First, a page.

In the Museum of Lost Objects What thou lov’st well shall not be reft from thee; What thou lov’st well is thy true heritage. — Ezra Pound You’ll find labels describing what is gone: an empress’s bones, a stolen painting of a man in a feathered helmet holding a flag-draped spear. A vellum gospel, hidden… Continue reading Rebecca Lindenberg
You look at me, you look at me closely, each time closer and then we play cyclops, we look at each other closer each time and our eyes grow, they grow closer, they overlap and the cyclops look at each other, breathing confusion, their mouths find each other and fight warmly, biting with their lips,… Continue reading Julio Cortáza
Once there was no language for the weather, just The sky is low and birdless; or The sky is a box of wings. — Allison Titus, from “Inclement,” Sum of Every Lost Ship: Poems. (Cleveland State U Poetry Center; 1 edition November 16, 2009)
But poets don’t want homes — do they? — they are not creatures of hearths and firedogs, but of heaths and ranging hounds. ― A.S. Byatt, Possession. (Vintage October 1, 1991)
Perhaps the whisper was born before lips, And the leaves in treelessness circled and flew, And those, to whom we impart our experience as bliss, Acquire their forms before we do. — Osip Mandelstam, from “Octaves”, inTranslation: Poetry | Russia | Russian March, 2011. “‘Octaves’ and Other Poems by Osip Mandelstam.” Translated from the Russian… Continue reading Osip Mandelstam
Only God knows how much I love you. ― Gabriel García Márquez, Love in the Time of Cholera. (Vintage October 7, 2003) Originally published 1985.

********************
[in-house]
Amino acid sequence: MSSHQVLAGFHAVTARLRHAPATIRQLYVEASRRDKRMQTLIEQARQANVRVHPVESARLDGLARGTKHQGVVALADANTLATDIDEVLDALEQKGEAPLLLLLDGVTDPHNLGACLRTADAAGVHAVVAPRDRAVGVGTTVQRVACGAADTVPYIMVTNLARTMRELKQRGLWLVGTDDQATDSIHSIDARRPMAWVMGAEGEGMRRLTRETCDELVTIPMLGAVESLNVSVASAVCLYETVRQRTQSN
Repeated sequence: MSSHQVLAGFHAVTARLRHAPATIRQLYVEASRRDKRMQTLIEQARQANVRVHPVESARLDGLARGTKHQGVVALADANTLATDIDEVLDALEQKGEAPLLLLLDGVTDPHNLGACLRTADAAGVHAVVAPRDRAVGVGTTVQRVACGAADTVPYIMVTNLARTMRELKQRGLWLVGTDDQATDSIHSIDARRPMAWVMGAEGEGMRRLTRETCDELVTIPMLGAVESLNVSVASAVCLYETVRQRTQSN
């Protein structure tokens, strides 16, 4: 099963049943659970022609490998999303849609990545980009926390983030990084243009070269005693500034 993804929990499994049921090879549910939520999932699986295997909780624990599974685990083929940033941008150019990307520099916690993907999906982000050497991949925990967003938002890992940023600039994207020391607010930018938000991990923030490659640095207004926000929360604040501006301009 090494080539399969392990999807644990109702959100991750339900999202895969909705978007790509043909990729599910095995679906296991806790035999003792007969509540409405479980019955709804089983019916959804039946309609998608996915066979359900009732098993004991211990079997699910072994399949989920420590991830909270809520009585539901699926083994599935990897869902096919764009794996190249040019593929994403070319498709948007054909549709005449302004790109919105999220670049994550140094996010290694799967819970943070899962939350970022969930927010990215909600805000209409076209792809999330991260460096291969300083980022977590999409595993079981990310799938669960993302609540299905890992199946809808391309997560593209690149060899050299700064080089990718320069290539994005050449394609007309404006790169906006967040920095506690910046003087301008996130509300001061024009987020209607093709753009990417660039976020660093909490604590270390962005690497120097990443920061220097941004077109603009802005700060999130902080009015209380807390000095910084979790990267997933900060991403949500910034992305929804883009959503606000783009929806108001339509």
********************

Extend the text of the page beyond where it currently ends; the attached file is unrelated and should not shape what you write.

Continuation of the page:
This time, I have left my body behind me, crying In its dark thorns. Still, There are good things in this world. It is dusk. It is the good darkness Of women’s hands that touch loaves. The spirit of a tree begins to move. I touch leaves. I close my eyes and think of water.… Continue reading James Wright
[…] and tentatively, unbelievingly, unfolding into another spring, when the damn world makes us think we are as young as we ever were and deceives us by pale lucid skies and the sudden opening of little leaves. — Sylvia Plath, The Unabridged Journals of Sylvia Plath. (Anchor; Unabridged edition December 18, 2007)
We descend into solitude step by step further and further down stanzas of verses into depths never expected — Anna Kamieńska, from “Into Solitude,” Astonishments. (Paraclete Press (MA); First Edition edition July 1, 2007)
There has been frost enough. We must have summer now, and ‘whole legions’ of daisies.— Emily Dickinson, The Life and Letters of Emily Dickinson. (Biblo-Tannen; illustrated edition edition June 1971) in a letter to Dr. and Mrs. J. G. Holland, 24 September 1859.